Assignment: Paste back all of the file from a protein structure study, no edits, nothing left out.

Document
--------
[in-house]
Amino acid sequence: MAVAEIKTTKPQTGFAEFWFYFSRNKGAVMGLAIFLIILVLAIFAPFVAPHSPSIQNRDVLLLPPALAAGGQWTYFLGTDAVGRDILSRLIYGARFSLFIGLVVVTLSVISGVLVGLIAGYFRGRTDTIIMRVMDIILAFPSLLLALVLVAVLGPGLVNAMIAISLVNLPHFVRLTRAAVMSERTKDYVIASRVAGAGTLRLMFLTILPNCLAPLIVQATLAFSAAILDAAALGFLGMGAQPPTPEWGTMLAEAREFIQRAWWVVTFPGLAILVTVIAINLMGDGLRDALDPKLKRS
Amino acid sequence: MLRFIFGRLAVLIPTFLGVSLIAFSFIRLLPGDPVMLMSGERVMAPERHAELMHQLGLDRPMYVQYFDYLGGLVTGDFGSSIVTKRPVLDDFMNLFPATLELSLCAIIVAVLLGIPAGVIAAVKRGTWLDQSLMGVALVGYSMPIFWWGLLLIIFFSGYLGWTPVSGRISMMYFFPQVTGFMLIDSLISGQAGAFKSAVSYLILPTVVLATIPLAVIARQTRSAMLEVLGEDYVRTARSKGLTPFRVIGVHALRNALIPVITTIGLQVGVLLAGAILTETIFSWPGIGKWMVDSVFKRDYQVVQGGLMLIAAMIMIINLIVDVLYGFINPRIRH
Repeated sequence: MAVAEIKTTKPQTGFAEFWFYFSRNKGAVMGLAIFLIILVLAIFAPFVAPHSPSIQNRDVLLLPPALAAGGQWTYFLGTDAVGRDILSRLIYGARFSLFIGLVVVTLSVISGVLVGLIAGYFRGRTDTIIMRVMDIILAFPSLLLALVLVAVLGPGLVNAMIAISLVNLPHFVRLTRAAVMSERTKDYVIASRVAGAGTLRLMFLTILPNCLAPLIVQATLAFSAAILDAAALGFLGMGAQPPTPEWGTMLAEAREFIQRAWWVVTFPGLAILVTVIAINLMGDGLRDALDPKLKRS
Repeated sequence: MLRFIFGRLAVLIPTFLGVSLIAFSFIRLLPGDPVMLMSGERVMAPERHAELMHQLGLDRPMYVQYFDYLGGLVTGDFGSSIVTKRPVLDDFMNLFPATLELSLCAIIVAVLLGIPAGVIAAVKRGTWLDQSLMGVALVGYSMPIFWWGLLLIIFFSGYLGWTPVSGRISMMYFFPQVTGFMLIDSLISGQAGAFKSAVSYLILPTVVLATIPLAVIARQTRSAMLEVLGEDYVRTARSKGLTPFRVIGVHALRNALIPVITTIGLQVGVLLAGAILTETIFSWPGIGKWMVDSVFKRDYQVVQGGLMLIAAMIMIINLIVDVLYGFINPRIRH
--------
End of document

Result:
[in-house]
Amino acid sequence: MAVAEIKTTKPQTGFAEFWFYFSRNKGAVMGLAIFLIILVLAIFAPFVAPHSPSIQNRDVLLLPPALAAGGQWTYFLGTDAVGRDILSRLIYGARFSLFIGLVVVTLSVISGVLVGLIAGYFRGRTDTIIMRVMDIILAFPSLLLALVLVAVLGPGLVNAMIAISLVNLPHFVRLTRAAVMSERTKDYVIASRVAGAGTLRLMFLTILPNCLAPLIVQATLAFSAAILDAAALGFLGMGAQPPTPEWGTMLAEAREFIQRAWWVVTFPGLAILVTVIAINLMGDGLRDALDPKLKRS
Amino acid sequence: MLRFIFGRLAVLIPTFLGVSLIAFSFIRLLPGDPVMLMSGERVMAPERHAELMHQLGLDRPMYVQYFDYLGGLVTGDFGSSIVTKRPVLDDFMNLFPATLELSLCAIIVAVLLGIPAGVIAAVKRGTWLDQSLMGVALVGYSMPIFWWGLLLIIFFSGYLGWTPVSGRISMMYFFPQVTGFMLIDSLISGQAGAFKSAVSYLILPTVVLATIPLAVIARQTRSAMLEVLGEDYVRTARSKGLTPFRVIGVHALRNALIPVITTIGLQVGVLLAGAILTETIFSWPGIGKWMVDSVFKRDYQVVQGGLMLIAAMIMIINLIVDVLYGFINPRIRH
Repeated sequence: MAVAEIKTTKPQTGFAEFWFYFSRNKGAVMGLAIFLIILVLAIFAPFVAPHSPSIQNRDVLLLPPALAAGGQWTYFLGTDAVGRDILSRLIYGARFSLFIGLVVVTLSVISGVLVGLIAGYFRGRTDTIIMRVMDIILAFPSLLLALVLVAVLGPGLVNAMIAISLVNLPHFVRLTRAAVMSERTKDYVIASRVAGAGTLRLMFLTILPNCLAPLIVQATLAFSAAILDAAALGFLGMGAQPPTPEWGTMLAEAREFIQRAWWVVTFPGLAILVTVIAINLMGDGLRDALDPKLKRS
Repeated sequence: MLRFIFGRLAVLIPTFLGVSLIAFSFIRLLPGDPVMLMSGERVMAPERHAELMHQLGLDRPMYVQYFDYLGGLVTGDFGSSIVTKRPVLDDFMNLFPATLELSLCAIIVAVLLGIPAGVIAAVKRGTWLDQSLMGVALVGYSMPIFWWGLLLIIFFSGYLGWTPVSGRISMMYFFPQVTGFMLIDSLISGQAGAFKSAVSYLILPTVVLATIPLAVIARQTRSAMLEVLGEDYVRTARSKGLTPFRVIGVHALRNALIPVITTIGLQVGVLLAGAILTETIFSWPGIGKWMVDSVFKRDYQVVQGGLMLIAAMIMIINLIVDVLYGFINPRIRH